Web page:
During a meeting yesterday, I pulled up Ford.com to help illustrate a point I was attempting to make. While I was talking, Amy Snell pulled up the site as well, but didn’t see what I was showcasing. It wasn’t just different copy or a little detail, the entire design was different. This made me smile.

Here, you can see what Ford.com displayed for me…Ford-Screenshot-Paul


And this is what Amy saw:


Easily Amused

I am very easily amused, so if you know me, it may not surprise you this made me happy.

While at the exact same URL (www.ford.com), we both get a unique user experience in alignment with our interests. Clearly, she received cars, I received trucks.

Intrigued, I asked Jeff to visit the site and he received cars as well (allowing me to tease him a little).

While I don’t know exactly what data they are mining, most likely internal to social to cookies, I do know I am a proud Ford truck owner. Assuming this was a good guess would be silly. Based on what Ford knows about me, they are serving me a user experience they feel best fits my intent on the site.

Using Data Must Add Value

Utilizing data that’s available or provided by your customers to give them the best overall user experience with your brand can pay dividends. It can generate big returns through more repeat traffic, more leads, higher sales, increased brand affinity, etc..

With a lot of upside, there’s also a fine line to walk. When developing your strategy on how to use the data you have or want to collect, always think of your customer first.

  • Can the data be used to provide the customer with a better or more valuable user experience than if we didn’t know it?
  • Can we answer questions for them based on what we know without requiring them to ask?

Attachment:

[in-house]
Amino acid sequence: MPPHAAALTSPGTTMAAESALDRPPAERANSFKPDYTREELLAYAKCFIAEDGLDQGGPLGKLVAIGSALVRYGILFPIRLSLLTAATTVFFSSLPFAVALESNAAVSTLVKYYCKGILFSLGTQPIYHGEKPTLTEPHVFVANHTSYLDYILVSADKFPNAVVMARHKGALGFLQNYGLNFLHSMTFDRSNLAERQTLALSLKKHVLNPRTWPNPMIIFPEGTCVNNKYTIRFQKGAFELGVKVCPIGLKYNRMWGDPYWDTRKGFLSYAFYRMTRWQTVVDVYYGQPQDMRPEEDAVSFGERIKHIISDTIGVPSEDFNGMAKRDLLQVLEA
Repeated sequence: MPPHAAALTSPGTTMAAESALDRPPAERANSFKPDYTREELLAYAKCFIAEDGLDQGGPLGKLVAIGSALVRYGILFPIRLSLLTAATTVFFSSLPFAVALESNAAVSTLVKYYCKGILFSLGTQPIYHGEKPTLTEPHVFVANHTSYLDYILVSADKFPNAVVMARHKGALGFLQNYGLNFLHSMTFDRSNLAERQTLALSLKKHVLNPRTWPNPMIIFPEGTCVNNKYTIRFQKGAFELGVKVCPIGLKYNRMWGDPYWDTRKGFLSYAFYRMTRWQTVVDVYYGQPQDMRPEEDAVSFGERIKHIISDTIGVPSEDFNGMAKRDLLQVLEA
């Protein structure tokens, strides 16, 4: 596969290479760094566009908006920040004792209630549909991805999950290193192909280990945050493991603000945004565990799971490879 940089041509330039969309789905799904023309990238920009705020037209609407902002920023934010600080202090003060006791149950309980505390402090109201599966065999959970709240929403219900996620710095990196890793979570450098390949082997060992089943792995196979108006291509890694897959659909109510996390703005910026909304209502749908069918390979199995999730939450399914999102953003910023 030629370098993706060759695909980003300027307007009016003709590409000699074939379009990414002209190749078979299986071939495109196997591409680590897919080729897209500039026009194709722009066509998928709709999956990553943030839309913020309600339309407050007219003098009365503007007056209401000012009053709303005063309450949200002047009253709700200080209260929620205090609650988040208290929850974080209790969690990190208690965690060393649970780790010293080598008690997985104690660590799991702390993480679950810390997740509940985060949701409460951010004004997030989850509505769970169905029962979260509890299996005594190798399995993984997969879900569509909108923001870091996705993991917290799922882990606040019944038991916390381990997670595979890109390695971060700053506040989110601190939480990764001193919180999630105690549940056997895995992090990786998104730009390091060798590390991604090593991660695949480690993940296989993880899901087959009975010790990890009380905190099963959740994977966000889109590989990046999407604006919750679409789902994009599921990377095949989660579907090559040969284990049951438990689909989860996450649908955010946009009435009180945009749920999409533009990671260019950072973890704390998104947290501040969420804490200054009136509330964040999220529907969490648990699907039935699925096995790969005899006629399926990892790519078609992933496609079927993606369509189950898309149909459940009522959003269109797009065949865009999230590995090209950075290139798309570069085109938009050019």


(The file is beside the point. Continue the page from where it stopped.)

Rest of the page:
For example, anyone shopping for shoes wants to know if the shoes will fit. If we know their feet size and shape, and we have shoe size data, we can put the customer at the center of the user experience instead of the product by telling them the likelihood of the shoe fitting before digging into the marketing lingo about why they should buy the shoe that won’t fit them. We save them time, we save them money by ensuring they don’t purchase the wrong shoe they’ll need to return, and we showcase they are our priority.

In return, we get the best thing we can ask for: a trusting and loyal customer. That’s valuable all the way around.

What About Privacy?

The other fine line to walk is to ensure the customer doesn’t feel like you’ve invaded their privacy. If it doesn’t provide value to the user experience, don’t use it. Back to the Ford.com example, I know I own a Ford truck. It would be of no value to me if they had a banner on the homepage telling me which Ford truck I own and which may be good replacement options. Instead, they skip right to the replacement options, because by their estimations, that’s what I most likely care about and receive the most value from.

Creating a Customized Data-Driven User Experience

Things you need to take into consideration if you want create a customized user experience for your customers:

  • Your target audience
    • Current & prospective customers
  • Your products/services
  • Data you have
  • Data you can easily collect
  • Your goals/objective

If you need some ideas on how to make data collection an easy process, feel free to reach out to me. I’d be happy to talk with you about it.

I hope this helps!